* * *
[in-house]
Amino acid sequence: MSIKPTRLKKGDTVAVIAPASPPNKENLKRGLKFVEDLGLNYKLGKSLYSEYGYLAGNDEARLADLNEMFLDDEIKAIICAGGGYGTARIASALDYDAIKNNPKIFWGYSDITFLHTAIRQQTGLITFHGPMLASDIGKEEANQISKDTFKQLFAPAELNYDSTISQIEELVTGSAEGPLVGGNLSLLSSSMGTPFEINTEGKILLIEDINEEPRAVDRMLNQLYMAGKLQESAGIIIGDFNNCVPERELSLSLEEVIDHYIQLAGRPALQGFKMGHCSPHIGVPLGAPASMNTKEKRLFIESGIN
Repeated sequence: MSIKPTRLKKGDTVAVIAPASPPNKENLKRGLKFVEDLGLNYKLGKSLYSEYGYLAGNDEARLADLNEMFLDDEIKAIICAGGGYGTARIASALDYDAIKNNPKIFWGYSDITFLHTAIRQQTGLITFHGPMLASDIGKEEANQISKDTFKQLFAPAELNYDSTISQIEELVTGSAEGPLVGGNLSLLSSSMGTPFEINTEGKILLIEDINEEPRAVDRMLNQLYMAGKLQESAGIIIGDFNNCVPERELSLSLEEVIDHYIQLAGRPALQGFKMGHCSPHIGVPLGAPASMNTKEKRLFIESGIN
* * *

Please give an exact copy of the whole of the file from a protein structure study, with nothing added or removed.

[in-house]
Amino acid sequence: MSIKPTRLKKGDTVAVIAPASPPNKENLKRGLKFVEDLGLNYKLGKSLYSEYGYLAGNDEARLADLNEMFLDDEIKAIICAGGGYGTARIASALDYDAIKNNPKIFWGYSDITFLHTAIRQQTGLITFHGPMLASDIGKEEANQISKDTFKQLFAPAELNYDSTISQIEELVTGSAEGPLVGGNLSLLSSSMGTPFEINTEGKILLIEDINEEPRAVDRMLNQLYMAGKLQESAGIIIGDFNNCVPERELSLSLEEVIDHYIQLAGRPALQGFKMGHCSPHIGVPLGAPASMNTKEKRLFIESGIN
Repeated sequence: MSIKPTRLKKGDTVAVIAPASPPNKENLKRGLKFVEDLGLNYKLGKSLYSEYGYLAGNDEARLADLNEMFLDDEIKAIICAGGGYGTARIASALDYDAIKNNPKIFWGYSDITFLHTAIRQQTGLITFHGPMLASDIGKEEANQISKDTFKQLFAPAELNYDSTISQIEELVTGSAEGPLVGGNLSLLSSSMGTPFEINTEGKILLIEDINEEPRAVDRMLNQLYMAGKLQESAGIIIGDFNNCVPERELSLSLEEVIDHYIQLAGRPALQGFKMGHCSPHIGVPLGAPASMNTKEKRLFIESGIN